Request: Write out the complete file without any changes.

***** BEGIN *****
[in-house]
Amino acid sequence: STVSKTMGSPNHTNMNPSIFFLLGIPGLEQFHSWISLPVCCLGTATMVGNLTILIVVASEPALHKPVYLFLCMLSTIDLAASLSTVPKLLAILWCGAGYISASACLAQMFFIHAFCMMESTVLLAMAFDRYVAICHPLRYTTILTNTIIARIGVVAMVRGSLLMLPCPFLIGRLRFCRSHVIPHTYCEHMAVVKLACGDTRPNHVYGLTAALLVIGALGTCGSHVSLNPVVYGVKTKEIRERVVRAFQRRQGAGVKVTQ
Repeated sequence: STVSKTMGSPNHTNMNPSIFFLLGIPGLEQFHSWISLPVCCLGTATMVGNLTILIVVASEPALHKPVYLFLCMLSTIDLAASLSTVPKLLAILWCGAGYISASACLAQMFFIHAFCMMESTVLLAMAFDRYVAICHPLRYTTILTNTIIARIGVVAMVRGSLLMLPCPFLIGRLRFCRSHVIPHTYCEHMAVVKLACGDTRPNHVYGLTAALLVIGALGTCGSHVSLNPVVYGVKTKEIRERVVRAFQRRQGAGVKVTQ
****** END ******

[in-house]
Amino acid sequence: STVSKTMGSPNHTNMNPSIFFLLGIPGLEQFHSWISLPVCCLGTATMVGNLTILIVVASEPALHKPVYLFLCMLSTIDLAASLSTVPKLLAILWCGAGYISASACLAQMFFIHAFCMMESTVLLAMAFDRYVAICHPLRYTTILTNTIIARIGVVAMVRGSLLMLPCPFLIGRLRFCRSHVIPHTYCEHMAVVKLACGDTRPNHVYGLTAALLVIGALGTCGSHVSLNPVVYGVKTKEIRERVVRAFQRRQGAGVKVTQ
Repeated sequence: STVSKTMGSPNHTNMNPSIFFLLGIPGLEQFHSWISLPVCCLGTATMVGNLTILIVVASEPALHKPVYLFLCMLSTIDLAASLSTVPKLLAILWCGAGYISASACLAQMFFIHAFCMMESTVLLAMAFDRYVAICHPLRYTTILTNTIIARIGVVAMVRGSLLMLPCPFLIGRLRFCRSHVIPHTYCEHMAVVKLACGDTRPNHVYGLTAALLVIGALGTCGSHVSLNPVVYGVKTKEIRERVVRAFQRRQGAGVKVTQ